Highly Protected Marine Areas

Marine Protected Areas

Highly Protected Marine Areas

Urchins and brittlestars ©Paul Naylor

Help make Highly Protected Marine Areas a reality!

Our seas are under pressure like never before; decades of over exploitation, pollution and unchecked development have resulted in continued biodiversity loss and a degradation of the marine habitats. But there is a way to help bring our seas back to life!

Join us and tell Government that Highly Protected Marine Areas (HPMAs) are a vital component of our marine protected area network and they need to commit to an ambitious HPMA delivery plan within the year.

Yes, I'll take action!

Basking shark feeding on planton ©Alexander Mustard/2020VISION

Basking shark ©Alexander Mustard/2020VISION

What are Highly Protected Marine Areas?

Highly Protected Marine Areas (HPMAs) are a type of Marine Protected Area (MPA) which offer the strictest possible environmental protections.

That means that only non-damaging activities, such as swimming, kayaking and scuba diving, will be allowed. There can be no fishing, construction, digging, or similar. That means that these areas give nature the best chance of recovery. Our shallow seas, diverse seabeds and deep underwater canyons can be healthy, productive and full of life once more.

Why are Highly Protected Marine Areas important?

We need to protect our seas. Overfishing, climate change, pollution and development have given us unhealthy seas.

But HPMAs could help to turn this around. They can help us tackle climate change by protecting and recovering habitats important in natural carbon cycles. Seagrass meadows can capture carbon from the atmosphere up to 35 times faster than tropical rainforests.

The Government also has an aim of achieving a well-managed and ecologically coherent network of MPAs. Designating Highly Protected Marine Areas would significantly help to achieve that aim. Not only that, monitoring the recovery of those areas can then help us to determine how to appropriately manage the network of Marine Protected Areas in the future.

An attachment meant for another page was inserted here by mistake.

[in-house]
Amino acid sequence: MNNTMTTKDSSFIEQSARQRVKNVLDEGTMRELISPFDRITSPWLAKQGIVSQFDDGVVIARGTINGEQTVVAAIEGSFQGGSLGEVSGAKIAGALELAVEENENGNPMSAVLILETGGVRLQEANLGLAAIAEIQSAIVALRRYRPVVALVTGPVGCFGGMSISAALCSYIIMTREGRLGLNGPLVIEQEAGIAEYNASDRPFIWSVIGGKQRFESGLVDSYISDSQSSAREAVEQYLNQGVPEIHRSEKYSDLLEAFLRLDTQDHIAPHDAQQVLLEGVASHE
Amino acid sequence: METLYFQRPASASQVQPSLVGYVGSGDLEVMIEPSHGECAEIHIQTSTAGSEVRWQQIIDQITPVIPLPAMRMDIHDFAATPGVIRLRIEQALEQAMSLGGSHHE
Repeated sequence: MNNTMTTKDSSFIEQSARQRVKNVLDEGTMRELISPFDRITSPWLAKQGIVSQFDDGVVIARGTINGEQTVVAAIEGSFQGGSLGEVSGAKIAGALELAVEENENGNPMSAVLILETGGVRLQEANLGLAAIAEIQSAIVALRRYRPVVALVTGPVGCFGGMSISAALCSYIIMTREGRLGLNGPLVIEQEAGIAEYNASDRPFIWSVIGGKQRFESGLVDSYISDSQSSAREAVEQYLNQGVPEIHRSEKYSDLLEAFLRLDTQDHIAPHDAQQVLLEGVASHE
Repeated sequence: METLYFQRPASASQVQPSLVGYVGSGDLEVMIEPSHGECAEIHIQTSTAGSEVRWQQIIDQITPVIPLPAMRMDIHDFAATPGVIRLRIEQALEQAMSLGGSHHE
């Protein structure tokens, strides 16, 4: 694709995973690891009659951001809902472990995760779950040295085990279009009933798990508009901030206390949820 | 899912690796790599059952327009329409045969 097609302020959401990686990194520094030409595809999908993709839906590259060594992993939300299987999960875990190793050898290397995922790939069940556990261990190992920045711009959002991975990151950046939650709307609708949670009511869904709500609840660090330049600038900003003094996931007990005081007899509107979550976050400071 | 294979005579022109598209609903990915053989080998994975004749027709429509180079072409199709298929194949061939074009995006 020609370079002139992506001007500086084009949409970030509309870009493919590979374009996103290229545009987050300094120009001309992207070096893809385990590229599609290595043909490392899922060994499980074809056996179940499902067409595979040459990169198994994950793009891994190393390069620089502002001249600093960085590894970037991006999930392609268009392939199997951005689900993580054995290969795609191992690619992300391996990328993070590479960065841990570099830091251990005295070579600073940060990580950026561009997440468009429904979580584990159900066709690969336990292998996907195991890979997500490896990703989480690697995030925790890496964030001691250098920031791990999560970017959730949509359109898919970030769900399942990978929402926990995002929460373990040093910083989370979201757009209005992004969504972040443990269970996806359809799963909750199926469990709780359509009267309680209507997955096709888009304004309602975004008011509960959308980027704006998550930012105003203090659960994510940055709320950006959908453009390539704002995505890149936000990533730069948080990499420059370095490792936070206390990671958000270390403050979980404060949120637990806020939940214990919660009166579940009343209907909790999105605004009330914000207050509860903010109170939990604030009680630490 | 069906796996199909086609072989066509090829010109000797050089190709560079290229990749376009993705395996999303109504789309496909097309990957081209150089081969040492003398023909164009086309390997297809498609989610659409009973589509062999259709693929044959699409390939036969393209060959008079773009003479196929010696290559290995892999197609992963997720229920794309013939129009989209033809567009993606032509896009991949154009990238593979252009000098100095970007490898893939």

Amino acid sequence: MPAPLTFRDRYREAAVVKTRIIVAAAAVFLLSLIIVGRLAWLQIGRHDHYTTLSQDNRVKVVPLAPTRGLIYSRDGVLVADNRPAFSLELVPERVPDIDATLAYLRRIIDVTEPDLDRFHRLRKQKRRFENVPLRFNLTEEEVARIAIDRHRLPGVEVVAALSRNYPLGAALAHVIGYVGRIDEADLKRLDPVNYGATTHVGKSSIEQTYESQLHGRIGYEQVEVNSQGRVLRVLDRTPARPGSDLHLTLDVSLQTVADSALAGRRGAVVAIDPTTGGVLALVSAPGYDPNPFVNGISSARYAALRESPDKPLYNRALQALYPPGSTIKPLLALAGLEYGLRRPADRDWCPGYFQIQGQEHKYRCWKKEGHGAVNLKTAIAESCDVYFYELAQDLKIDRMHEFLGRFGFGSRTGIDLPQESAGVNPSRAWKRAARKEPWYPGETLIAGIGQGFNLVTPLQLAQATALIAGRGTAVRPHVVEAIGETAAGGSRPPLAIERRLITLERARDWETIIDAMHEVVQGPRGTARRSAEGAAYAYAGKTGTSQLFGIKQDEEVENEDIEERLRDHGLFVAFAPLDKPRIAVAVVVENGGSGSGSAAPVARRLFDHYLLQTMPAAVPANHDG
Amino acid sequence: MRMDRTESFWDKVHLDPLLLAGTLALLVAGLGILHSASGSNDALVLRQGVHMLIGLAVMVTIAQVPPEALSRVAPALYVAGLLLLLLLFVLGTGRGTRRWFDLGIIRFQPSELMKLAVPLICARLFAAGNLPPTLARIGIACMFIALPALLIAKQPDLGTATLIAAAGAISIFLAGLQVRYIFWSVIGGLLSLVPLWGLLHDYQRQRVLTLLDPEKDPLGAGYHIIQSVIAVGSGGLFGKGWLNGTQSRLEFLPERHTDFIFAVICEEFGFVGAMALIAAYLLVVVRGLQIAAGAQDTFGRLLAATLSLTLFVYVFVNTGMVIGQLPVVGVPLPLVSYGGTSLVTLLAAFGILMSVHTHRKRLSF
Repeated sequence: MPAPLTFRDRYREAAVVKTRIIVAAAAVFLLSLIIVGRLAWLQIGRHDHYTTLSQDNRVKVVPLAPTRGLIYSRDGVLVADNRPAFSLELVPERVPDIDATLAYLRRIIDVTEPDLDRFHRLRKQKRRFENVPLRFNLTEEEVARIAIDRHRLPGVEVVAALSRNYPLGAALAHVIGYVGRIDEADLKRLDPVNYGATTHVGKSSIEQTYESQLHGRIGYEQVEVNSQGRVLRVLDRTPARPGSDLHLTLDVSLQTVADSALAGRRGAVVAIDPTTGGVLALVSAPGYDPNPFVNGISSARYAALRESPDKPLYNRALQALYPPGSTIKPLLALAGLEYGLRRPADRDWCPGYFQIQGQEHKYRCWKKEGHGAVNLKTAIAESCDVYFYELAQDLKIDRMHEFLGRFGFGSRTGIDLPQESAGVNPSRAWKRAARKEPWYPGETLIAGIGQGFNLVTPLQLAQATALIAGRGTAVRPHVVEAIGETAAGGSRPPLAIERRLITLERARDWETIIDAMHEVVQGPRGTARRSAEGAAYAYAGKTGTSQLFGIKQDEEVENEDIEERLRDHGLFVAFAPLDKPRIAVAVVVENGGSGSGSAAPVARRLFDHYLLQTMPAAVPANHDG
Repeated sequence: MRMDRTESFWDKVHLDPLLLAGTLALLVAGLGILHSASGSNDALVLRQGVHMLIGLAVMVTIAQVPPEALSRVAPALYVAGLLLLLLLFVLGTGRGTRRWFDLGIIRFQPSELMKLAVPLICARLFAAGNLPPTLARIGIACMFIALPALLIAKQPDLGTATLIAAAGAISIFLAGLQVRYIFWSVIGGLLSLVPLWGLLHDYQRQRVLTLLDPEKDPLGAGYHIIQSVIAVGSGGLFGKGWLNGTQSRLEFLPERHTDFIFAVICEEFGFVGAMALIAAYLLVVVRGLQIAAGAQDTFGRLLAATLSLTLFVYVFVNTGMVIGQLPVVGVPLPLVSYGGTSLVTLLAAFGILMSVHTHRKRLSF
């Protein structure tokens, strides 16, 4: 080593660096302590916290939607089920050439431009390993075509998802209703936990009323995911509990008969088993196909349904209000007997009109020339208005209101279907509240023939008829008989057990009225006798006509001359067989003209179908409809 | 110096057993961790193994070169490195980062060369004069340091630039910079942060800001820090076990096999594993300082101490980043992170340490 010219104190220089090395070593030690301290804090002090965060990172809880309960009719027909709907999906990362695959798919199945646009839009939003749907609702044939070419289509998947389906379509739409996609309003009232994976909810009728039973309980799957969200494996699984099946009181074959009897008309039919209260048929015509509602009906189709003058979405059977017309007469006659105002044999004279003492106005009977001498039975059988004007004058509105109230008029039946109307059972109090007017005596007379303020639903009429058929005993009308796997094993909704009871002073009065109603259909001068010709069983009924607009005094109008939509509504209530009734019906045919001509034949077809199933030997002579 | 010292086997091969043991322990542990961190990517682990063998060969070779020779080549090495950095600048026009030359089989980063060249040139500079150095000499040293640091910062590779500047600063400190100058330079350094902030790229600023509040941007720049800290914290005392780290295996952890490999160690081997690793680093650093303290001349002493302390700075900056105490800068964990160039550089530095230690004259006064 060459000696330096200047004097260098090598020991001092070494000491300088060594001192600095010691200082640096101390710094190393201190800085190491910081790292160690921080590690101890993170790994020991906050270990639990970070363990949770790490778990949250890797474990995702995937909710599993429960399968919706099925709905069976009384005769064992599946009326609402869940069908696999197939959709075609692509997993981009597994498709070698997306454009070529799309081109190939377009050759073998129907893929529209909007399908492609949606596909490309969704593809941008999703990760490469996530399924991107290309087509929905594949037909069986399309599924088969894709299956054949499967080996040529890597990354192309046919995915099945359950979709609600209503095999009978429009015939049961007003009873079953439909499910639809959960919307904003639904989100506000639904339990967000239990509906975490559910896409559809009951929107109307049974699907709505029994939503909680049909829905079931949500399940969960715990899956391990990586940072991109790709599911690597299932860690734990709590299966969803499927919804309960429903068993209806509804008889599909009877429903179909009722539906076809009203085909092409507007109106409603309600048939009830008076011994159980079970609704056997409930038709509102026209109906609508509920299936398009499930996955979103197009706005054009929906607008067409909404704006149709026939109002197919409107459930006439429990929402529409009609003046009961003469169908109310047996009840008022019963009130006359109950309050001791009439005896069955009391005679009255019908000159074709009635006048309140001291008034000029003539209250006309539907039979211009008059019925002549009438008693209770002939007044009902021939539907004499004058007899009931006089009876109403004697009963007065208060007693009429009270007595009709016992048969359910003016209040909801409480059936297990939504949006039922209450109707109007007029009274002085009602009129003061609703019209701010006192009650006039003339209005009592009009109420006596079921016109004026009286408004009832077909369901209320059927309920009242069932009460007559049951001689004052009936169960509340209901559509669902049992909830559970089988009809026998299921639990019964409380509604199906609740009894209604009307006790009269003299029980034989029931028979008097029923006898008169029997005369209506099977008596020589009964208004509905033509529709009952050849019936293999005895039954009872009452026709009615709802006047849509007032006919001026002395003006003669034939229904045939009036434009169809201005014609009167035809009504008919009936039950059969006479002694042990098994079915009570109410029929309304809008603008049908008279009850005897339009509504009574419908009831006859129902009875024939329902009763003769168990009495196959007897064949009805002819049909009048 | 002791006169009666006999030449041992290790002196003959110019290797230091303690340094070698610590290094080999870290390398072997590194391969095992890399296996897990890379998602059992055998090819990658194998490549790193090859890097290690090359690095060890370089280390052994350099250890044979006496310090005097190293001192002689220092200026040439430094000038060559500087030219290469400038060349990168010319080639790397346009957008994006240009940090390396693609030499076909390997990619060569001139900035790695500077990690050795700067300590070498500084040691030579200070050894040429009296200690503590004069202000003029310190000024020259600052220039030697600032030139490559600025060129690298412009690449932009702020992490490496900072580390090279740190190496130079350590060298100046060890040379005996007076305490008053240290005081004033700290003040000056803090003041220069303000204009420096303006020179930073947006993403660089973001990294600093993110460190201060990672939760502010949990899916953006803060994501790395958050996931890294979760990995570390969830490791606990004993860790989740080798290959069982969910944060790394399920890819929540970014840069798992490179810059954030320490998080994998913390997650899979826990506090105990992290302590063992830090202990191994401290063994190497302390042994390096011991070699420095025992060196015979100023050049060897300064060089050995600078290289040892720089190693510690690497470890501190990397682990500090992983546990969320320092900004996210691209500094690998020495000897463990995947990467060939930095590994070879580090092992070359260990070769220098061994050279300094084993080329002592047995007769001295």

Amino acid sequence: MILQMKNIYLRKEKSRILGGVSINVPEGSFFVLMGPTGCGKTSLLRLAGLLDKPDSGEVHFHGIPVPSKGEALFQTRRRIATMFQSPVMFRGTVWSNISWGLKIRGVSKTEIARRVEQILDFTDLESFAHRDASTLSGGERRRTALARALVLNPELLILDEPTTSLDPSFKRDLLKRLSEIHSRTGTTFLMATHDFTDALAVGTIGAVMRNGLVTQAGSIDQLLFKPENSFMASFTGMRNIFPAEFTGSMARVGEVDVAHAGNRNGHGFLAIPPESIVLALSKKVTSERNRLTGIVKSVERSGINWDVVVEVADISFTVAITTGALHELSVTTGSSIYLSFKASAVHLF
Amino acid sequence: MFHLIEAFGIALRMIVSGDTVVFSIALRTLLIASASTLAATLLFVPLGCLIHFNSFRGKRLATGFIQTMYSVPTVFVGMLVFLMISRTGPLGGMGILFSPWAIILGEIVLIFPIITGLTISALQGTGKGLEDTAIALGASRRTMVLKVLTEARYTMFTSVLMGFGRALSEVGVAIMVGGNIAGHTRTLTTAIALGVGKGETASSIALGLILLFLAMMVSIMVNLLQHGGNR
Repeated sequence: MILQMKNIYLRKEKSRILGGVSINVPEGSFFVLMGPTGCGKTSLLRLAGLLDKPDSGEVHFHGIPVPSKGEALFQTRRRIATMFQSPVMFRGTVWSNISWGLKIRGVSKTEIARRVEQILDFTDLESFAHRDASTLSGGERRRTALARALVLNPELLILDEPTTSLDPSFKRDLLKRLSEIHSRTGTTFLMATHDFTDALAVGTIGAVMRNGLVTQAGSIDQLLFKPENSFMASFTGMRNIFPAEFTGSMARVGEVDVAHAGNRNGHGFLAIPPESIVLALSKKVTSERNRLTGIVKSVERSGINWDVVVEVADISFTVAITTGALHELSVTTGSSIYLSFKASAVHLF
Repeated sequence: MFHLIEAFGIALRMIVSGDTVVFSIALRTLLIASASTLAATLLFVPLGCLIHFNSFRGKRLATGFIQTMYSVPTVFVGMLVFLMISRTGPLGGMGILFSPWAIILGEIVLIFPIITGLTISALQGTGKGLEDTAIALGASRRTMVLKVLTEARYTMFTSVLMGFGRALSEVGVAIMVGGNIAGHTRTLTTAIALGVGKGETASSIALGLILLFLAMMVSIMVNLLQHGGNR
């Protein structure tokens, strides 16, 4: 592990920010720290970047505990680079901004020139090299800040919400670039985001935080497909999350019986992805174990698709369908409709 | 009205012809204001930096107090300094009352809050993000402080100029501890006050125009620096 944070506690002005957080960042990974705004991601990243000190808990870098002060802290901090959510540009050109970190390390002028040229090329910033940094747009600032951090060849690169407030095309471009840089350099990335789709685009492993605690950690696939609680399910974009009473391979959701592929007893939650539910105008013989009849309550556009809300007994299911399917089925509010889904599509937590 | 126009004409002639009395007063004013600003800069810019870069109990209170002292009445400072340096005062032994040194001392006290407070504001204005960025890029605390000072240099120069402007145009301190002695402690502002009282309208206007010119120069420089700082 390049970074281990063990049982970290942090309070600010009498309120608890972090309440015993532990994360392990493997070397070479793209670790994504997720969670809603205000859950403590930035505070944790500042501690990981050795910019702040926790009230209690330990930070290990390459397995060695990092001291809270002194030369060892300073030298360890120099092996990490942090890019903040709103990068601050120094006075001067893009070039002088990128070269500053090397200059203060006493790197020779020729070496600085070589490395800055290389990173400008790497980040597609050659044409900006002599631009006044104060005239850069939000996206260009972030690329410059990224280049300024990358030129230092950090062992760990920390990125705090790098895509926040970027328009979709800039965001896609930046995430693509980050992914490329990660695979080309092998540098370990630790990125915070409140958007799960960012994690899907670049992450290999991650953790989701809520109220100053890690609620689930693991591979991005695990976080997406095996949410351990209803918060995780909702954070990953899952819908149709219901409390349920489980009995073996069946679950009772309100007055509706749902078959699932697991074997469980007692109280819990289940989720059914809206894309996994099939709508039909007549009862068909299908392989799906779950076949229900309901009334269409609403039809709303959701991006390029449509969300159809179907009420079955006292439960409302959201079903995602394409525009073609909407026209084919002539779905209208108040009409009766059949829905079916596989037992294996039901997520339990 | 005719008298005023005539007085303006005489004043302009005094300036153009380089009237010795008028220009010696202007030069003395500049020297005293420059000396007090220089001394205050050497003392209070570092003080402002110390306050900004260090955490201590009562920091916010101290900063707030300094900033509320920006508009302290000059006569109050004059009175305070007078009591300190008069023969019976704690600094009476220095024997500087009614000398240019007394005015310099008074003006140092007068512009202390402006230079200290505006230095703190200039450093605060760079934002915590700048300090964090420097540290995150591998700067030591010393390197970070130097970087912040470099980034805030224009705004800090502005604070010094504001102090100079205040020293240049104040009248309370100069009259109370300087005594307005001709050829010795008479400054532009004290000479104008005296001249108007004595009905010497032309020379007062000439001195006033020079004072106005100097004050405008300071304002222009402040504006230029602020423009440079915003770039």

The Benyon Review and its recommendations

The Highly Protected Marine Area review was launched by the then Secretary of State Michael Gove on World Oceans Day 2019. The review’s advisory panel, including Joan Edwards, Director of Marine Conservation at The Wildlife Trusts and led by former MP Richard Benyon, were tasked ‘To recommend whether and how HPMAs could be introduced in areas of sea within the UK Government’s competence’. To gather evidence, information and views on HPMAs, the review has conducted a public consultation and engaged with a wide range of stakeholders through roundtables, meetings and site visits.

On World Oceans Day (8 June) 2020, Defra published The Benyon review of Highly Protected Marine Areas (HPMAs). The report makes a wide range of recommendations to Government on how to introduce HPMAs into English waters, but some of the key headlines include:

  • HPMAs should be defined as areas of the sea that allow the protection and recovery of marine ecosystems. They prohibit extractive, destructive and depositional uses and allow only non-damaging levels of other activities.
  • That HPMAs are an essential part of the UK MPA network for protection and recovery of the marine environment and Government should introduce HPMAs within existing MPAs.
  • HPMAs should take a whole site approach, protecting all species and habitats within their boundaries.
  • Pilot sites should have sufficient geographic spread to cover nearshore, inshore and offshore areas and different regional seas.

The Wildlife Trusts back all the report recommendations and believe HPMAs are an essential part of the UK network for protection and recovery of the marine environment. We are now asking you to join us in asking Government to implement these recommendations as soon as possible and commit to an ambitious HPMA delivery plan within a year.

Read the Benyon Review